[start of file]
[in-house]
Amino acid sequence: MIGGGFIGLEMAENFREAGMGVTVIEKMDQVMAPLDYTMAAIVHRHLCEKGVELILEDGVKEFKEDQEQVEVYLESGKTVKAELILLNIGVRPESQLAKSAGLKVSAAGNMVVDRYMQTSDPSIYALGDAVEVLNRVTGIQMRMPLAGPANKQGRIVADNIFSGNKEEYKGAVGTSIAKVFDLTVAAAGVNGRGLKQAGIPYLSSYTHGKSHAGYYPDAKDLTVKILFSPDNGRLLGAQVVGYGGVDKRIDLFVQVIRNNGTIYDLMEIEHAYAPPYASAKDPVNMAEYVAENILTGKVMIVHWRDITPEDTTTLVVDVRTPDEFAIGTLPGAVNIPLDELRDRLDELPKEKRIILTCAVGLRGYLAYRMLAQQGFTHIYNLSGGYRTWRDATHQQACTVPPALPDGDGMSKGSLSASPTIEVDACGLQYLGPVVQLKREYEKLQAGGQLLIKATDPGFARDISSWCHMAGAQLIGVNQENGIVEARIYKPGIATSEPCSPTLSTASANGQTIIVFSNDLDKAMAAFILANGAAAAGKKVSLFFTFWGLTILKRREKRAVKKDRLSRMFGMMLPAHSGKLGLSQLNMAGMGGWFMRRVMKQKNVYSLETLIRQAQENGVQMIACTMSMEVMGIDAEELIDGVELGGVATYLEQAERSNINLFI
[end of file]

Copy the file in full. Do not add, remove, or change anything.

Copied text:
[in-house]
Amino acid sequence: MIGGGFIGLEMAENFREAGMGVTVIEKMDQVMAPLDYTMAAIVHRHLCEKGVELILEDGVKEFKEDQEQVEVYLESGKTVKAELILLNIGVRPESQLAKSAGLKVSAAGNMVVDRYMQTSDPSIYALGDAVEVLNRVTGIQMRMPLAGPANKQGRIVADNIFSGNKEEYKGAVGTSIAKVFDLTVAAAGVNGRGLKQAGIPYLSSYTHGKSHAGYYPDAKDLTVKILFSPDNGRLLGAQVVGYGGVDKRIDLFVQVIRNNGTIYDLMEIEHAYAPPYASAKDPVNMAEYVAENILTGKVMIVHWRDITPEDTTTLVVDVRTPDEFAIGTLPGAVNIPLDELRDRLDELPKEKRIILTCAVGLRGYLAYRMLAQQGFTHIYNLSGGYRTWRDATHQQACTVPPALPDGDGMSKGSLSASPTIEVDACGLQYLGPVVQLKREYEKLQAGGQLLIKATDPGFARDISSWCHMAGAQLIGVNQENGIVEARIYKPGIATSEPCSPTLSTASANGQTIIVFSNDLDKAMAAFILANGAAAAGKKVSLFFTFWGLTILKRREKRAVKKDRLSRMFGMMLPAHSGKLGLSQLNMAGMGGWFMRRVMKQKNVYSLETLIRQAQENGVQMIACTMSMEVMGIDAEELIDGVELGGVATYLEQAERSNINLFI